China’s Stocks Retreat Most in a Month as Economic Growth Slows
China’s stocks fell, sending the benchmark index to its biggest loss in almost a month, after the economy grew at the slowest pace in two years and Germany damped expectations for a fast resolution to Europe’s debt crisis.
PetroChina Co. and Jiangxi Copper Co., the nation’s largest oil and copper producers, led declines by commodity producers after gross domestic product expanded less than analysts’ estimates. China Vanke Co., the biggest developer, slid 2 percent after home prices gained in fewer than half of 70 cities as sales eased. Sinohydro Group Ltd., the nation’s largest builder of hydroelectric dams, jumped 17 percent in China’s biggest initial public offering this year.
“The economic growth number wasn’t too bad but the European crisis is still a hangover for the stock market,” said Wei Wei, an analyst at West China Securities Co. in Shanghai. “A lack of cash also caps gains in stocks.”
The Shanghai Composite Index slumped 57 points, or 2.3 percent, to 2,383.49 at the close, the most since Sept. 22. The CSI 300 Index (SHSZ300) declined 2.8 percent to 2,592.21. Stock markets across Asia dropped today after German Chancellor Angela Merkel’s office knocked down what it called “dreams” that the Oct. 23 summit will be the last word in taming the crisis.
The Shanghai index has tumbled 15 percent this year, driving down estimated price earnings to 10.98 times, compared with the record low of 10.8 times set on Oct. 10, according to data compiled by Bloomberg. China has raised interest rates three times in 2011 and ordered lenders to set aside a bigger portion of their deposits to curb inflation that’s near a three- year high.
Gauges of energy and material stocks in the CSI 300 slid more than 3 percent, the most among the 10 industry groups. PetroChina fell 1.9 percent to 9.73 yuan. Jiangxi Copper lost 4.3 percent to 26.40 yuan. Anhui Conch Cement Co., the largest producer of cement, dropped 5.4 percent to 18.34 yuan.
China’s GDP gain of 9.1 percent was less than the median estimate of 9.3 percent in a Bloomberg News survey of 22 economists and follows a 9.5 percent gain in the previous three months. Industrial production increased 13.8 percent in September from a year earlier. That compared with the 13.4 percent median estimate in a Bloomberg survey and a gain of 13.5 percent the previous month. August. Retail sales expanded 17.7 percent after a 17 percent increase in August.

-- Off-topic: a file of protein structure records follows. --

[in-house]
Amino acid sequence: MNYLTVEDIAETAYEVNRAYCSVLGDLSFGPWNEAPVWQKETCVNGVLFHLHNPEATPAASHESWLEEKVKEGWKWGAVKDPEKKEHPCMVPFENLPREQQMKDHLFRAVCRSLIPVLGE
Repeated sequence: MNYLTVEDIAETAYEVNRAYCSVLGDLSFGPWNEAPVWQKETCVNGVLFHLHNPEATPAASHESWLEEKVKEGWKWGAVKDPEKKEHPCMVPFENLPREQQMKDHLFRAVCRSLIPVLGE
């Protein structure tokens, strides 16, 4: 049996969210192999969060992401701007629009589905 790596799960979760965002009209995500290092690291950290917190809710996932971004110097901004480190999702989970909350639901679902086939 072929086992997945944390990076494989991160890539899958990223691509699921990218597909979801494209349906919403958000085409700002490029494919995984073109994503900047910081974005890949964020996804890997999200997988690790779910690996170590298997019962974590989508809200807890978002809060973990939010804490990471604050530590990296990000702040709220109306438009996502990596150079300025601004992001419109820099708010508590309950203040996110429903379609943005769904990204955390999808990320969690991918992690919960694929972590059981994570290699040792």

“Regarding market impact, today’s data are mixed due to below-consensus GDP growth and other above-consensus activity indicators,” Ting Lu, economist at Bank of America Corp. unit Merrill Lynch, said in a report to clients. “Overall, these data paint a soft landing picture.”
Angang Steel Co. retreated 5 percent to 5.12 yuan. The steelmaker started to halt a blast furnace because of weakening demand, showing iron ore consumption may retreat further. Steel prices in China have dropped to the lowest in 10 months amid the slowing global economy.
The Shanghai Composite had its best weekly rally since August last week on government support measures. The State Council announced easier access to loans for cash-strapped smaller companies, while a unit of the sovereign wealth fund began buying shares of the nation’s four biggest lenders and the Xinhua News Agency reported regulators approved cross-border exchange-traded funds.
China’s efforts to prop up economic growth won’t help it escape the hard landing that will probably arrive in 2013 or 2014, said Nouriel Roubini, chairman and co-founder of Roubini Global Economics LLC.
The prospect of a soft landing in China is a “mission impossible,” Roubini said at a seminar in Helsinki. Over- investment “always” leads a hard landing, he said.
New home prices in the most affluent cities, including Beijing, Shanghai, Shenzhen and Guangzhou, were among 30 that were unchanged from August, the statistics bureau said in a statement on its website today. A total of 16 cities posted declines in housing values and 24 recorded gains.
“The correction in China property market has already started,” Yao Wei, economist at Societe Generale SA, said in a phone interview. “The Chinese government would like to see home prices fall further before easing the measures.”
China Vanke declined 2 percent to 7.19 yuan. Poly Real Estate Group Co., the second-largest developer, slipped 4 percent to 8.93 yuan.
Sinohydro jumped 17 percent to 5.27 yuan. The company raised 13.5 billion yuan ($2.1 billion) by selling the shares at the bottom of a price range of 4.50 yuan to 4.80 yuan, surpassing the 9.5 billion yuan raised by Sinovel Wind Group Co. in its IPO in January. The shares were temporarily suspended in their debut today because of “abnormal” trading, the Shanghai Stock Exchange said on its website.
“Sinohydro’s businesses are viewed favorably,” Li Jun, a strategist at Central China Securities Co., said by phone. “Water conservancy is expected to rapidly develop in the next decade.”
The listing comes as China’s stock market slumps and liquidity tightens with small companies in cities such as Wenzhou facing a cash crunch.
The credit crisis in Wenzhou is a “partial” issue and does not pose “systemic risk,” Caixin Online reported yesterday, citing unidentified people close to the People’s Bank of China. Wenzhou’s request to borrow 60 billion yuan from China’s central bank won’t likely be agreed to as credit policy generally only targets certain industries and not regions, it said.
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